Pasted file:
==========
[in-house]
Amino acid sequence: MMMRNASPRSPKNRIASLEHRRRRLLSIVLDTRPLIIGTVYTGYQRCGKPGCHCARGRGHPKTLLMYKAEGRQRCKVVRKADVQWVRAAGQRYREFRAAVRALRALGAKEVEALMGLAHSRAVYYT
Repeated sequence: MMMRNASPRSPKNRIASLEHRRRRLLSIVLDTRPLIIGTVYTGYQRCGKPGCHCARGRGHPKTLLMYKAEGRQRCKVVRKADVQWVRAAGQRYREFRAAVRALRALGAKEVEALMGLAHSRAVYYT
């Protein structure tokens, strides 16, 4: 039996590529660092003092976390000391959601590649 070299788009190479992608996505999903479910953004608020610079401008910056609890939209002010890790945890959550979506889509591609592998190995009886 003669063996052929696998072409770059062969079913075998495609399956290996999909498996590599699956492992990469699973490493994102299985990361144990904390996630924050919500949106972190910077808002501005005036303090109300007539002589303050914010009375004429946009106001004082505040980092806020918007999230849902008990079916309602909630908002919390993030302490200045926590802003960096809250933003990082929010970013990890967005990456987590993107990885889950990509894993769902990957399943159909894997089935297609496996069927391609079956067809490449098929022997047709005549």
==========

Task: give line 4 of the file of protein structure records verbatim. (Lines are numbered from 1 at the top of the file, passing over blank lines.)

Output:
């Protein structure tokens, strides 16, 4: 039996590529660092003092976390000391959601590649 070299788009190479992608996505999903479910953004608020610079401008910056609890939209002010890790945890959550979506889509591609592998190995009886 003669063996052929696998072409770059062969079913075998495609399956290996999909498996590599699956492992990469699973490493994102299985990361144990904390996630924050919500949106972190910077808002501005005036303090109300007539002589303050914010009375004429946009106001004082505040980092806020918007999230849902008990079916309602909630908002919390993030302490200045926590802003960096809250933003990082929010970013990890967005990456987590993107990885889950990509894993769902990957399943159909894997089935297609496996069927391609079956067809490449098929022997047709005549």